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Cereal production up from last year, but will not meet demand


FAO's June Food Outlook report signals a one percent increase in cereal output in 2000, compared to the previous year. However, according to current forecasts, total cereal production will not be enough to cover utilization requirements in 2000/2001 and global cereal reserves will have to be drawn down. If current forecasts materialize, global stocks could fall slightly below minimum safe levels.

"To avoid any further deterioration of the cereal supply and demand balance in 2001/02, a more significant increase in cereal production would be necessary in 2001," the report warns.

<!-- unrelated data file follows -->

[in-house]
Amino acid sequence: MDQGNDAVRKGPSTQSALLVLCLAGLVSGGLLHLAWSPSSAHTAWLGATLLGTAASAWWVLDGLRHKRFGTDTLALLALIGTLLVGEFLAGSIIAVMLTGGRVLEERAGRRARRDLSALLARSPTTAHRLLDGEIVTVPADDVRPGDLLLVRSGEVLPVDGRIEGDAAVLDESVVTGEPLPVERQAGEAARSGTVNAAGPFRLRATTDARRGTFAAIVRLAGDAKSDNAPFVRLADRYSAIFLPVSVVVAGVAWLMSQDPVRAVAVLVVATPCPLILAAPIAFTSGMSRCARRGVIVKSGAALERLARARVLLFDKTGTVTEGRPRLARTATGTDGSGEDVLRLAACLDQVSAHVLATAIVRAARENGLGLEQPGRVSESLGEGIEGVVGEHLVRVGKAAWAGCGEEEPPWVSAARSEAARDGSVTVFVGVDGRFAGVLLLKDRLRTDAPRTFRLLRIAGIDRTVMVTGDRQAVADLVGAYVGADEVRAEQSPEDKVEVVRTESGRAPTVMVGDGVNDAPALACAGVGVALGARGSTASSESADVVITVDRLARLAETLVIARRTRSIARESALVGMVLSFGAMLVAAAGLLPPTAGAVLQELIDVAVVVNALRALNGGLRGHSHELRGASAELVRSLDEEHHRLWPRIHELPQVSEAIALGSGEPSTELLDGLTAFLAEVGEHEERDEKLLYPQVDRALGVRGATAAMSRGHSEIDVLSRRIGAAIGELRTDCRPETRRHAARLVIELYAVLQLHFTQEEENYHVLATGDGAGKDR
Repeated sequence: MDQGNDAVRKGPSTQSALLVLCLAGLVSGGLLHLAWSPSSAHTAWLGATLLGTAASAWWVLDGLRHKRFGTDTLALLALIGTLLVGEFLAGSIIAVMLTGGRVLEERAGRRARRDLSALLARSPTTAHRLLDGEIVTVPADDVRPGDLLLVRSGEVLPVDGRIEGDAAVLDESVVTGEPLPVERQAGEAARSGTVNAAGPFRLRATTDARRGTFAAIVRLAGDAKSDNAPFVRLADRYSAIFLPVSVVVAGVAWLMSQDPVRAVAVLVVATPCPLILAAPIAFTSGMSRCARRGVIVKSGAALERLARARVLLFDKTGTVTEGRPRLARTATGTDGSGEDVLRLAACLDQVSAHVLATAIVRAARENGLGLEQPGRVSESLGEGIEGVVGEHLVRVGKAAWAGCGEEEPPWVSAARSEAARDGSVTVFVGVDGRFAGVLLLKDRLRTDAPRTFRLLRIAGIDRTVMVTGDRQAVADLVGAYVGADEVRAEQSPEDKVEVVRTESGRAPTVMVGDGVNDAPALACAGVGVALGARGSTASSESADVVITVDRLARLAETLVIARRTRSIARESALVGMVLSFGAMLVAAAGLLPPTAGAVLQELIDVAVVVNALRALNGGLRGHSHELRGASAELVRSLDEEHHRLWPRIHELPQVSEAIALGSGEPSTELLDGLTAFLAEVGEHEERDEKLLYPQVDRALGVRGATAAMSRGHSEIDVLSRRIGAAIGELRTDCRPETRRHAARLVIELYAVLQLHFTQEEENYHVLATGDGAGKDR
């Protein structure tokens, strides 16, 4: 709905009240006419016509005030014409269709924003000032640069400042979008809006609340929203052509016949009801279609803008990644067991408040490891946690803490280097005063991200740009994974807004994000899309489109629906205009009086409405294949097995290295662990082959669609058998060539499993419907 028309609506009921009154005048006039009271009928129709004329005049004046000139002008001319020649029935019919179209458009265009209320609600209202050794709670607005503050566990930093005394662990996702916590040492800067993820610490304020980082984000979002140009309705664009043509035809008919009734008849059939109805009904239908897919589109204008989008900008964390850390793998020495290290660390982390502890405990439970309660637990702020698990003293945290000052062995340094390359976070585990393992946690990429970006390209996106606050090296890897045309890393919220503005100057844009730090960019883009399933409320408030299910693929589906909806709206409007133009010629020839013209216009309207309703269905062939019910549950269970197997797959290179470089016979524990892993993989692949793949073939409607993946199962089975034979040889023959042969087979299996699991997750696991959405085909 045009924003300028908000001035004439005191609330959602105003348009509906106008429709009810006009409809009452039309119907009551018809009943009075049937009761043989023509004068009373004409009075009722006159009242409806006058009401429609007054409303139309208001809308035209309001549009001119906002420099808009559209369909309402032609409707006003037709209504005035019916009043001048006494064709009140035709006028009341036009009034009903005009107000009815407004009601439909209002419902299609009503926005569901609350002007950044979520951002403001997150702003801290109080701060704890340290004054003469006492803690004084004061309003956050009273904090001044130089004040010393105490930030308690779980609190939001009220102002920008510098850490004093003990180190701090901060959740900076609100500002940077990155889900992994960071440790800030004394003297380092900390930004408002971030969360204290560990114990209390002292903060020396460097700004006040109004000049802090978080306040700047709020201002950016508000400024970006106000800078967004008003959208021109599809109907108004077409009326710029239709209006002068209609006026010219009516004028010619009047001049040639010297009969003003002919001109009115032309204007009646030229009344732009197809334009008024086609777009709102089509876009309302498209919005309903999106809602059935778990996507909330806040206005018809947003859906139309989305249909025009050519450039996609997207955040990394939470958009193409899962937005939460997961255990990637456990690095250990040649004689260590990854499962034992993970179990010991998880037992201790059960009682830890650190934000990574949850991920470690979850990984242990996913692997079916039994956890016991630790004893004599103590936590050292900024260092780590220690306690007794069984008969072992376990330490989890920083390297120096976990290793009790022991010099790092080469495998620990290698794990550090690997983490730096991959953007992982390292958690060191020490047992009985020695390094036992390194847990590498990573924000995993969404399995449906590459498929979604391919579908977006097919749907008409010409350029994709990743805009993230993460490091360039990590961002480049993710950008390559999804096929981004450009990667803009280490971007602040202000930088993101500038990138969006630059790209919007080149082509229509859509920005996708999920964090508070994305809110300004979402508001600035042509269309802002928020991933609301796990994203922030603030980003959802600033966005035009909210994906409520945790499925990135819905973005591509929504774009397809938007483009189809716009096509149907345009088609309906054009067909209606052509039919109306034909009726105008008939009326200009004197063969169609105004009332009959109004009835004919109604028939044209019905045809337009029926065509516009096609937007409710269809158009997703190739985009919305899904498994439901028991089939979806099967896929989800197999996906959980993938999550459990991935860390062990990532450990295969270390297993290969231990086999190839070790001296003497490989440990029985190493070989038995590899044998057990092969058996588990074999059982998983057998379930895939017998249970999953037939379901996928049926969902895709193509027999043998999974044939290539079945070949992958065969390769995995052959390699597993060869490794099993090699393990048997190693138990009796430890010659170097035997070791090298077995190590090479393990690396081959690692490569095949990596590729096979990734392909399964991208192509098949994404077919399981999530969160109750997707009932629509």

FAO's latest forecast puts global cereal output in 2000 at 1 896 million tonnes. Output of wheat is forecast at 590 million tonnes, up slightly from the previous year. Coarse grains are forecast at 908 million tonnes, up more than 3 percent. The global rice crop is tentatively forecast at 398 million tonnes (milled rice) in 2000, 1 percent less than the record crop last year.

FAO's first forecast of world cereal trade in 2001/01 is 221 million tonnes, about 4 million tonnes below the estimated import volume in 1999/2000. Global imports of wheat and coarse grains are forecast to be smaller, while rice trade in 2001 is tentatively expected to remain unchanged from last year.

The number of countries facing food emergencies has risen since the last report in April. At the end of May, 36 developing countries were listed as facing serious food shortages, primarily because of drought, but also because of civil strife and floods, particularly in Africa.

Food Outlook is published every two months by FAO's Global Information and Early Warning System (GIEWS).

14 June 2000

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